GLASGOW, Scotland -- Police said Monday they had arrested two more men as suspects in the car bomb attack on Glasgow airport as details emerged that authorities had been close on the trail of the suspects, one of whom may have been a local doctor.
Rental agent Daniel Gardiner, whose company leased a Glasgow-area home searched by police, said authorities contacted his firm just ahead of Saturday's airport attack.
Strathclyde police said two men, ages 25 and 28, had been detained under the Prevention of Terrorism Act, correcting an earlier report one suspect was 20 years old.
"This continues to be a fast-moving investigation and I am grateful to the public for their perseverance and support during these difficult times," Assistant Chief Constable John Malcolm said.
Meanwhile, British police were sifting through large amounts of evidence from the vehicles and from video surveillance of the scenes where two car bombs failed to explode in central London on Friday and two men rammed a Jeep Cherokee into the Glasgow airport's entrance the following day.
Police have arrested five other suspects while conducting raids across a country on its highest level of alert and are searching for others. None of them have been identified, but British officials have said they are hunting for what they called an al-Qaida-linked network behind the three attempted terrorist attacks.
Security in London was highly visible Monday morning, with long lines of cars forming behind police checkpoints on the London Bridge. Concrete car-blockers were in place protecting the Wimbledon tennis tournament.
"It is clear that we are dealing, in general terms, with people who are associated with al-Qaida," Prime Minister Gordon Brown said Sunday.
Brown, who replaced outgoing Prime Minister Tony Blair last week, said the threat would be "long-term and sustained" but said the country would not be cowed by the plot targeting central London and Glasgow's airport.
"We will not yield, we will not be intimidated and we will not allow anyone to undermine our British way of life," he said in a televised interview.
A British government security official said a loose U.K.-wide network appeared to be behind the attacks but investigators were struggling to pin down suspects' identities.
"These are not the type of people who always carry identity documents, or who use their real identities," the official said on condition of anonymity because of the sensitivity of the inquiries.
Gardiner, an official at the Let-It house rental agency in Glasgow, said police contacted his company on Saturday afternoon, just minutes before the airport attacks.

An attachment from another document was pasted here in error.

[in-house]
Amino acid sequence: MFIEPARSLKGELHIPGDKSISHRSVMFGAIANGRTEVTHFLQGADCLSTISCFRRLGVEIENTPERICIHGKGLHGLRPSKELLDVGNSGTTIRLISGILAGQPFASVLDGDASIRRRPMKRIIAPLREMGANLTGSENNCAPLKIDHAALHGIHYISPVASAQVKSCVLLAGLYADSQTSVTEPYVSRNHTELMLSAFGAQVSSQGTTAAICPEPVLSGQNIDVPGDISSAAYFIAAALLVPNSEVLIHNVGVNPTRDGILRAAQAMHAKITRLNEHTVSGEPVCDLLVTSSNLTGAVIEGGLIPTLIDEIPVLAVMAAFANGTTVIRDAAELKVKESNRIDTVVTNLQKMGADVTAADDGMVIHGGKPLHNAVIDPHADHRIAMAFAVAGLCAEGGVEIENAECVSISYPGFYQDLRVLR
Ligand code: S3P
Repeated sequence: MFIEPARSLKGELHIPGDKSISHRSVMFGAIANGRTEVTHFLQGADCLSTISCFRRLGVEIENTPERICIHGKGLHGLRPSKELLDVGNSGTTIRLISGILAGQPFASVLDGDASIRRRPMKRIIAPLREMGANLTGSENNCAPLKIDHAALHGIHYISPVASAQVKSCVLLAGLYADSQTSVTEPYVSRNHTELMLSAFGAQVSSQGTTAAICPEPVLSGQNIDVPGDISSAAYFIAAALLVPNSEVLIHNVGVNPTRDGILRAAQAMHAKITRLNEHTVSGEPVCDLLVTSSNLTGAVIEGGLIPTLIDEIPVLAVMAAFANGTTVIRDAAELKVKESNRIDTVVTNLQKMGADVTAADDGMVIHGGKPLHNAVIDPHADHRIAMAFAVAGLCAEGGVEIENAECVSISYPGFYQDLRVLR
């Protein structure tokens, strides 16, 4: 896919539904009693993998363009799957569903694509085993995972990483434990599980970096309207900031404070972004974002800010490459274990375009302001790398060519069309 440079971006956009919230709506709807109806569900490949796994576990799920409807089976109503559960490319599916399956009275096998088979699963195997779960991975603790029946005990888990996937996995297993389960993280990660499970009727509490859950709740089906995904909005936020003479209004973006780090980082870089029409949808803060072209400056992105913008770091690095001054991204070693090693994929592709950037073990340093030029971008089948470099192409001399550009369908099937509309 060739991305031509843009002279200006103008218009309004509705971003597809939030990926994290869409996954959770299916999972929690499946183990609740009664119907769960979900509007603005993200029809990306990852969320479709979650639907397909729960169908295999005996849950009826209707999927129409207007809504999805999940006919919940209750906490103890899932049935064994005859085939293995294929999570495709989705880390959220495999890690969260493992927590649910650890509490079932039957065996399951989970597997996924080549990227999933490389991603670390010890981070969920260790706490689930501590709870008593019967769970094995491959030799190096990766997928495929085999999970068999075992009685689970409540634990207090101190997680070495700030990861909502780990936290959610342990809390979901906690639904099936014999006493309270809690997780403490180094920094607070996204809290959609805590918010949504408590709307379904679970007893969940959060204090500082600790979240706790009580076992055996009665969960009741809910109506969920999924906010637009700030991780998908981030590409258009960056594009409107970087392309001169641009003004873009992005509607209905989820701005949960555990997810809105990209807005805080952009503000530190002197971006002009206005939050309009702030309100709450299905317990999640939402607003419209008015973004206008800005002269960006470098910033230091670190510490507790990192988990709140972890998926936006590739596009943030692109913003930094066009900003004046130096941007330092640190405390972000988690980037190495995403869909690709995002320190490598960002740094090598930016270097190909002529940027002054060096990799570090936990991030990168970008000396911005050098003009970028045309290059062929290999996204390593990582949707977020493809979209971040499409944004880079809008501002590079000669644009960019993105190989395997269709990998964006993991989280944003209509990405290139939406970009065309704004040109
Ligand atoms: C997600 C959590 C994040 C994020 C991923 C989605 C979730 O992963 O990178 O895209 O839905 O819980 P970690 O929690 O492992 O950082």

"A card was put through one of my colleague's door, asking if we would contact them," he said. The colleague found the note at 3:05 p.m, 10 minutes before the airport attack, Gardiner said.
"A couple of hours later, they (police) came back to us with a name, and we were able to trace their records," he said. "The police wanted to know why we had dialed a certain phone number. They had the phone records from the situation down in London."
The unidentified driver of the Jeep is being treated for serious burns at Paisley's Royal Alexandra Hospital in Glasgow, where he is under arrest by armed police. A 27-year-old man also was arrested at the airport attack by police and was being held at a high-security police station in Glasgow.
Gardiner said the suspect tenant had a six-month lease on the house in Houston, a small suburb of Glasgow.
He said the man was seen leaving the house wearing a stethoscope and was thought to be a doctor at the Royal Alexandra Hospital in Paisley on the outskirts of Glasgow. A controlled explosion was carried out Sunday on a car left at the hospital. Police said it was linked to the airport attack.
Residents of homes that were raided by police in central England and Liverpool have claimed suspects arrested were doctors or medical students. Britain's Sky News and several British newspapers also reported that two men arrested over the attacks were doctors working in British hospitals. But police in London and Glasgow have refused to comment on the claims.
Gardiner said his agency was only aware that one man was living in the rented Houston house, as it only had one tenant on their records.
Police interviewed staff at the Let-It office and took away all documentation about the tenant, he said.
On Sunday, police sealed off the address and spent the day searching the property for clues about the bomb plots.